Telangana Bus Guy: *whispers to SDB, while coming out of the Kabuki-za Theatre* “He does know that this Kabuki-thing is just a drama, right? And that woman is… not a woman?”
Sardar Ji Autodriver: “Perfect as the first snow, I’m telling you men. This is it.”
Swiggy guy from Bangalore: “Fifth love interest this week, don’t sweat it.” *turns head towards Sardar Ji’s retreating figure* “No, no, no, Sardar Ji!! Waiiitt!”
Sardar Ji Autodriver: *Tw minutes later, wrenching away his hands from his friends* “I know, I know, what do you take me for, really. Of course, she’s not my Sakura. Hmph. I can differentiate an imposter from my love. Look, that one has a baby basket on her bicycle for God’s sake.” *points at a cosplayer zipping through the streets*. “Fakers, the whole lot of them. Hmph.”
Telangana Bus Guy: “Those bicycle baskets do look comfortable though, I could sleep in one, yeah… I can already imagine it. I wonder if they make them adult-sized here in Japan.”
Talking of Kabuki, the theatre art that was once also a euphemism for prostitution, was started by women, who incidentally were banned from the very art they created sometime in the 16th century. But since stories were inclusive still, young pretty men – known now as ikemen – were chosen to play the female characters instead.
Problem? The audience would still get rowdy over winning the favours and services of these beautiful creatures, so much so that the Shogunate had to be involved. The Premier, consequently, decided to exclude all forms of youth out of the equation all together. Which results in us watching, sigh, mature male artists playing the feminine roles, today.
But ikemen, often offering their company as hosts, have an even odder job opportunity today, that of handsome weeping boys. Yup, that’s exactly what you’re thinking, once again proving that if there’s an audience, Japan’s dignified capitalism ways will find a way to work it.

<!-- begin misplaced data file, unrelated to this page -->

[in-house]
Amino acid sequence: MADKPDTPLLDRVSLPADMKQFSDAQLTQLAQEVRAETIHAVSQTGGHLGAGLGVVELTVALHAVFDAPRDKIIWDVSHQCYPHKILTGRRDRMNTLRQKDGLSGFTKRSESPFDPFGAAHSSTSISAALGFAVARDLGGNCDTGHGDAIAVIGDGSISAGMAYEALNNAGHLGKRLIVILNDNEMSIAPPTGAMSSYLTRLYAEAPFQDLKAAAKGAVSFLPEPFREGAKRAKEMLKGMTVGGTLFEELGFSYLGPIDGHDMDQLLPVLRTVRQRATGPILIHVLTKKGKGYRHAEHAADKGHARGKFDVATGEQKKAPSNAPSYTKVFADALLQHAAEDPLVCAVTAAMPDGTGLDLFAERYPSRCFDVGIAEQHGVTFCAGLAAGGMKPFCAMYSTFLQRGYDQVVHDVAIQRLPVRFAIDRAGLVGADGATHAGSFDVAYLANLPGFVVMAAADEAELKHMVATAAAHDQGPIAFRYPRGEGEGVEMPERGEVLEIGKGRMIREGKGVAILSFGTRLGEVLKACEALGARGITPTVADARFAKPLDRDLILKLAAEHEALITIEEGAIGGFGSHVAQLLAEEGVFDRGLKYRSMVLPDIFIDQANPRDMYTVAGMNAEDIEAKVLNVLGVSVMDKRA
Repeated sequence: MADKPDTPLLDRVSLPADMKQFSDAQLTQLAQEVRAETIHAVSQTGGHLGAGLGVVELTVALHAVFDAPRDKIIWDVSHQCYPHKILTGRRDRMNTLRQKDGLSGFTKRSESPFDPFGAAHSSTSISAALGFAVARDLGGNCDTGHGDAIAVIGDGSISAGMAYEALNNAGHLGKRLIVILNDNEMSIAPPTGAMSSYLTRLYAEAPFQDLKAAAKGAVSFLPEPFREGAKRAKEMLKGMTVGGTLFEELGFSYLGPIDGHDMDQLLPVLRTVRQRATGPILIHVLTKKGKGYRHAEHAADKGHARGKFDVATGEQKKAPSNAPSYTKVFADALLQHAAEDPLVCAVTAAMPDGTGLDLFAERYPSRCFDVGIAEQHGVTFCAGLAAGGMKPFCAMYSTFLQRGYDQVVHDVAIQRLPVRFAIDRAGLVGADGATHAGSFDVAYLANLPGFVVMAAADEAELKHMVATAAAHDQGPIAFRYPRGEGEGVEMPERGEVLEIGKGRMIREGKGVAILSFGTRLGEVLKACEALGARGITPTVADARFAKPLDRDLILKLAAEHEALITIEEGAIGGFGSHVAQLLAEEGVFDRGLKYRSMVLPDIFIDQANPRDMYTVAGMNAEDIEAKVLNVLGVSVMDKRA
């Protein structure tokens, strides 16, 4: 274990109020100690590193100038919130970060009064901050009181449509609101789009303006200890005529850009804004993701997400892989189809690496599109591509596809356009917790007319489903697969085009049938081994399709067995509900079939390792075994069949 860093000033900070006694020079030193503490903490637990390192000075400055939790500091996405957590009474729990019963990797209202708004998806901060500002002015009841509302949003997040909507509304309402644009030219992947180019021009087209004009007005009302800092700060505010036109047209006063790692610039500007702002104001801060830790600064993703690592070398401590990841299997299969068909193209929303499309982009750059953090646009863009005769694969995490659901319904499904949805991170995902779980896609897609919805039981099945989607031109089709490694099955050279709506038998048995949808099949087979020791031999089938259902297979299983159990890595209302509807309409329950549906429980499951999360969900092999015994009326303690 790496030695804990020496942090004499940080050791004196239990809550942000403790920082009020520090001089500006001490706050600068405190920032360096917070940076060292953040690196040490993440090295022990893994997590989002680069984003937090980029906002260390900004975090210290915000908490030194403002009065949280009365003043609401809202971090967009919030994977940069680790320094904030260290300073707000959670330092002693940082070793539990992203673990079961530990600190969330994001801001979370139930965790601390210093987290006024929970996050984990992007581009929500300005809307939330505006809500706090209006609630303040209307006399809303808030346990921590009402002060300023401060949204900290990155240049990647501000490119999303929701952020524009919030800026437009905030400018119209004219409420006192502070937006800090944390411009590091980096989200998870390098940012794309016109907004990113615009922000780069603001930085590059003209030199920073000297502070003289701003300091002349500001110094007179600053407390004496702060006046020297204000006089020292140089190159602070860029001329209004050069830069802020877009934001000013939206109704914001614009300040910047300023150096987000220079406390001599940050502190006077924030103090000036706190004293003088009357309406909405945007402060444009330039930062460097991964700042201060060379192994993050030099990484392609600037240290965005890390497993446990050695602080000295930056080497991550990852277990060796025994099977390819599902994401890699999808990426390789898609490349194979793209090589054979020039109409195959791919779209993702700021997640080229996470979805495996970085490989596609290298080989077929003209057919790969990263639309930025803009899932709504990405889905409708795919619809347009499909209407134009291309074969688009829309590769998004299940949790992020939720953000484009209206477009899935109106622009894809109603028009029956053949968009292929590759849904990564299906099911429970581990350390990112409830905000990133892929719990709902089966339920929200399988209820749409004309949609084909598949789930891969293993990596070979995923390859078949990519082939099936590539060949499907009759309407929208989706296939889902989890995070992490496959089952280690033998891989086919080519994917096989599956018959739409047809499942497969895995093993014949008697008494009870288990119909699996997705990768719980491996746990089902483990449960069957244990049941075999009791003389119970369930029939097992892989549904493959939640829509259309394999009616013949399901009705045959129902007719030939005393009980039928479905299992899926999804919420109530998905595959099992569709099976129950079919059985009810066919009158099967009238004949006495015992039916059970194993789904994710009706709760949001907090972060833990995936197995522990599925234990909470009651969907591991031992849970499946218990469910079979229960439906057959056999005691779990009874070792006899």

But, since the writer comes from India, she’ll maintain her silence on her outrage over the debate on the length of school skirts being the reason for train perverts’ (densha chikan) behavior, Japan’s age of consent (13!) and how it’s illegal today to not change your surname after marriage. Or the recent bill that dictates how people undergoing gender-change surgeries need to be sterilised.
A popular train advert comes to mind too, where the product, ski wear, finds an audience in minimum-wage workers planning to escape the mundane life with a ski trip. Both man and woman are separate entities, showing how companies have accepted the self-reliant streak in young people today and how the government’s increasing panic over the declining size of the earth’s oldest living society is unaffected by the sacrosanct bond of the salesman and his customer.
Closing Scene: 10,000 Ft. in the air, Tokyo to Mumbai
Sardar Ji Autodriver: *Practising British English from Youtube* “Beauuuu-tiful Landscape, Beauuuu…”
Gangtok Lad: “But Sardar Ji, Japanese don’t speak English like that.”
Telangana Bus Guy: “What are you saying man, they don’t speak it at all. Urghh.”
Sardar Ji Autodriver: “Arre, who’s telling my family that? I should look like a Foreign-return man now, regardless where we were.”